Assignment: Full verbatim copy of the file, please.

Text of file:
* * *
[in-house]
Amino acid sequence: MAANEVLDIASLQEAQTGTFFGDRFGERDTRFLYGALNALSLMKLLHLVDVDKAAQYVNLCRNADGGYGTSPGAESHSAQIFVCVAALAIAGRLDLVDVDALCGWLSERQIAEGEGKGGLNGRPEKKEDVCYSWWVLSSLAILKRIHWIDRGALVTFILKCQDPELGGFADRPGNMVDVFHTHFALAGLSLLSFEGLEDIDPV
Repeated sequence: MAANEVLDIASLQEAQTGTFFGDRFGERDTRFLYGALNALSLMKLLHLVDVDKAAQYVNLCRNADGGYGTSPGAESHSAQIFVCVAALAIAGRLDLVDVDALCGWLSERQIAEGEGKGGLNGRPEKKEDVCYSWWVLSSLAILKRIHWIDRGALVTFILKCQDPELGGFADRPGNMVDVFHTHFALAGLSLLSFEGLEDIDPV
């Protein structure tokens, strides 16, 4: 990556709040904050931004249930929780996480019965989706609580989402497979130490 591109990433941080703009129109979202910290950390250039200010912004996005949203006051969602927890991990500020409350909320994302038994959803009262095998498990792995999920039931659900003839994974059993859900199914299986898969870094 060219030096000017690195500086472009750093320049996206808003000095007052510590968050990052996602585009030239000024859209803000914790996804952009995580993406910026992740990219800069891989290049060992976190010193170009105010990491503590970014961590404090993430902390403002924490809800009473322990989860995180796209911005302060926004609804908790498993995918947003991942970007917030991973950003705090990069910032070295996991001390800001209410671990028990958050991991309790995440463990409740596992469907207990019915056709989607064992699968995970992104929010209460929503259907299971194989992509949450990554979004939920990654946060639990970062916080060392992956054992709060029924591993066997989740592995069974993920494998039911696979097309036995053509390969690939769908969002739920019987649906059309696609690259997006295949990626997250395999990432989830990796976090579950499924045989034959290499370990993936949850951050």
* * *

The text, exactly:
[in-house]
Amino acid sequence: MAANEVLDIASLQEAQTGTFFGDRFGERDTRFLYGALNALSLMKLLHLVDVDKAAQYVNLCRNADGGYGTSPGAESHSAQIFVCVAALAIAGRLDLVDVDALCGWLSERQIAEGEGKGGLNGRPEKKEDVCYSWWVLSSLAILKRIHWIDRGALVTFILKCQDPELGGFADRPGNMVDVFHTHFALAGLSLLSFEGLEDIDPV
Repeated sequence: MAANEVLDIASLQEAQTGTFFGDRFGERDTRFLYGALNALSLMKLLHLVDVDKAAQYVNLCRNADGGYGTSPGAESHSAQIFVCVAALAIAGRLDLVDVDALCGWLSERQIAEGEGKGGLNGRPEKKEDVCYSWWVLSSLAILKRIHWIDRGALVTFILKCQDPELGGFADRPGNMVDVFHTHFALAGLSLLSFEGLEDIDPV
């Protein structure tokens, strides 16, 4: 990556709040904050931004249930929780996480019965989706609580989402497979130490 591109990433941080703009129109979202910290950390250039200010912004996005949203006051969602927890991990500020409350909320994302038994959803009262095998498990792995999920039931659900003839994974059993859900199914299986898969870094 060219030096000017690195500086472009750093320049996206808003000095007052510590968050990052996602585009030239000024859209803000914790996804952009995580993406910026992740990219800069891989290049060992976190010193170009105010990491503590970014961590404090993430902390403002924490809800009473322990989860995180796209911005302060926004609804908790498993995918947003991942970007917030991973950003705090990069910032070295996991001390800001209410671990028990958050991991309790995440463990409740596992469907207990019915056709989607064992699968995970992104929010209460929503259907299971194989992509949450990554979004939920990654946060639990970062916080060392992956054992709060029924591993066997989740592995069974993920494998039911696979097309036995053509390969690939769908969002739920019987649906059309696609690259997006295949990626997250395999990432989830990796976090579950499924045989034959290499370990993936949850951050």